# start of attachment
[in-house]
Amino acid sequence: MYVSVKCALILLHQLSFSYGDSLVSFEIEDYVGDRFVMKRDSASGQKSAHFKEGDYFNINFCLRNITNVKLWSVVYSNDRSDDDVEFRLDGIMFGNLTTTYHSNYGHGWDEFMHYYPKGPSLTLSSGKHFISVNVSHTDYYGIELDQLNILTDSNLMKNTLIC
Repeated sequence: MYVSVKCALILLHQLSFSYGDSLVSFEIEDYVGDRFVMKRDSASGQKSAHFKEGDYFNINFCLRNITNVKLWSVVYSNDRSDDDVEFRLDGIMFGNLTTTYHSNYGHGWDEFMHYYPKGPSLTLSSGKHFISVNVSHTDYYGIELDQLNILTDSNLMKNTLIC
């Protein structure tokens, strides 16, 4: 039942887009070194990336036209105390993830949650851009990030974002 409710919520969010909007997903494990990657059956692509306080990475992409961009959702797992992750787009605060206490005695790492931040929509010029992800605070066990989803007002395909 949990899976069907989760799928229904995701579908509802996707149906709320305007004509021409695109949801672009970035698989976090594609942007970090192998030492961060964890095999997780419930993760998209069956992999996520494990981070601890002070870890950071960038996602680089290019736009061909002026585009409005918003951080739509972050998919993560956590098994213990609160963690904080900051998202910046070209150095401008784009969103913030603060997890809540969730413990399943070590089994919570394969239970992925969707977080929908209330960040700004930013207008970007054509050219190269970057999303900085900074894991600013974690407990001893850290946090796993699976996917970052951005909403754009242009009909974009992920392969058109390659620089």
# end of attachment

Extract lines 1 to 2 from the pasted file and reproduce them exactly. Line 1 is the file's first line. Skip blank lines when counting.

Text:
[in-house]
Amino acid sequence: MYVSVKCALILLHQLSFSYGDSLVSFEIEDYVGDRFVMKRDSASGQKSAHFKEGDYFNINFCLRNITNVKLWSVVYSNDRSDDDVEFRLDGIMFGNLTTTYHSNYGHGWDEFMHYYPKGPSLTLSSGKHFISVNVSHTDYYGIELDQLNILTDSNLMKNTLIC